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Strangers rebuild cherished Jeep for Air Force veteran with ALS
Hamilton Journal News - 2/3/2021
Feb. 3—TURTLECREEK TWP. — A project three generations of men couldn't complete because of health reasons was unveiled last weekend after strangers rebuilt a 1979 Jeep for an Air Force veteran diagnosed with amyotrophic lateral sclerosis, or Lou Gehrig's disease.
On Saturday, five months after the men gathered Jeep parts that were scattered on Bill Hammock's garage floor, the bright red Jeep was delivered, leaving the owner in tears and speechless, he said.
Then he couldn't stop talking about seeing the Jeep again.
"It was absolutely beautiful," said Hammock, who bought the CJ-7 Jeep in 1983 and drove it until it needed major repairs. "What those guys have done in such a short time. It was one of the best days I've ever had. It's such a blessing in so many ways. They have become family."
Rocky Sexton, who owns Assured Automotive and one of the leaders behind the Jeep rebuild, said numerous companies and individuals donated supplies and their time and talent. About 40 Jeep owners gathered Saturday at Armco Park, then drove to the Hammock residence off Ohio 741.
Bill Hammock's son, Eli, 30, was given the honor of driving the Jeep for the first time.
Bill Hammock, confined to a wheelchair, said his wife was diagnosed with the coronavirus recently, and he believes he contacted the virus last month, though he was unable to be tested. There were times, he said, when he didn't think he'd live to see the refurbished Jeep.
"It will never be forgotten," he said.
Eli Hammock said there's "no way" his family can repay those who worked on the Jeep. Hammock disassembled the Jeep about 20 years ago and stored the parts in his garage with the intention of rebuilding it as a family project with his father and son.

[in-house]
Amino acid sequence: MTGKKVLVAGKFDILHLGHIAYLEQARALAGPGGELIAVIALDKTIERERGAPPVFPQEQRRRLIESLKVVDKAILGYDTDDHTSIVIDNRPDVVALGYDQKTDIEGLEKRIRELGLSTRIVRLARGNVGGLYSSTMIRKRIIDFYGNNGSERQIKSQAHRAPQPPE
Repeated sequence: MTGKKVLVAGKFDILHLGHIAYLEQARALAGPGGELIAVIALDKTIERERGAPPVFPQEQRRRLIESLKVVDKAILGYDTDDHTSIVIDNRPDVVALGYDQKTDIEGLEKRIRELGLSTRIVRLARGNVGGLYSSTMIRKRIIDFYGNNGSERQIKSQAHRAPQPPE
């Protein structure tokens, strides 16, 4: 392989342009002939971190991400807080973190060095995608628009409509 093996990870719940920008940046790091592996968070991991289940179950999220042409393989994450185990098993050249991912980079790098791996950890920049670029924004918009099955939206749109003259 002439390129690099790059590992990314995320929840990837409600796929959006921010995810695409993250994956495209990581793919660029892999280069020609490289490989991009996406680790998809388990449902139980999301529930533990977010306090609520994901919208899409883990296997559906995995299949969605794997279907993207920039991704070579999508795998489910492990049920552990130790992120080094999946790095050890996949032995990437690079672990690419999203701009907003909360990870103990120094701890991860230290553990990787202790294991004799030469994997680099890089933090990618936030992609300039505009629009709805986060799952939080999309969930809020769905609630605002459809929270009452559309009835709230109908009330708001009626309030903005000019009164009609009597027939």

His 83-year-old father suffered a ruptured aneurysm and three years ago, Hammock, 58, was diagnosed with ALS that has a life expectancy of three to five years.
Sexton said he believes he and his two best friends, Lane Nally Lane and Tommy Soard, were guided to work on the project.
"God put us all in the same position," he said. "I believe this was the reason."
Sexton wasn't sure how many people worked on the Jeep. At times, he said, his garage was packed with people from all walks of life. Sexton said all the volunteers completed two to five years worth of work in five months and the work was valued at $25,000.
"When he learned three generations couldn't finish a project, it tore our hearts out," he said. "We came together as strangers and left as family."
Those who contributed to rebuilding a 1979 Jeep for Bill Hammock, an Air Force veteran diagnosed with Lou Gehrig's disease: — Little T's Paint and Body — Bolt Tightner Mobile Fleet Repair — Highlift Off Road — Middletown Area Jeepers — Muddy Buddys Jeep Wrangler Club — Dayton Jeepin — Broke Girls Jeep Club — Berserks Off Road Fabrication — Middletown Collision Center — Hanna Paint — Painless Wiring — Brent's Smokin' Butts and Grill — AutoZone — O'Reilly Auto Parts — Dayton Clutch and Joint — Middletown police officers — Treadmaxx Tire Distributors
(c)2021 the Journal-News (Hamilton, Ohio)
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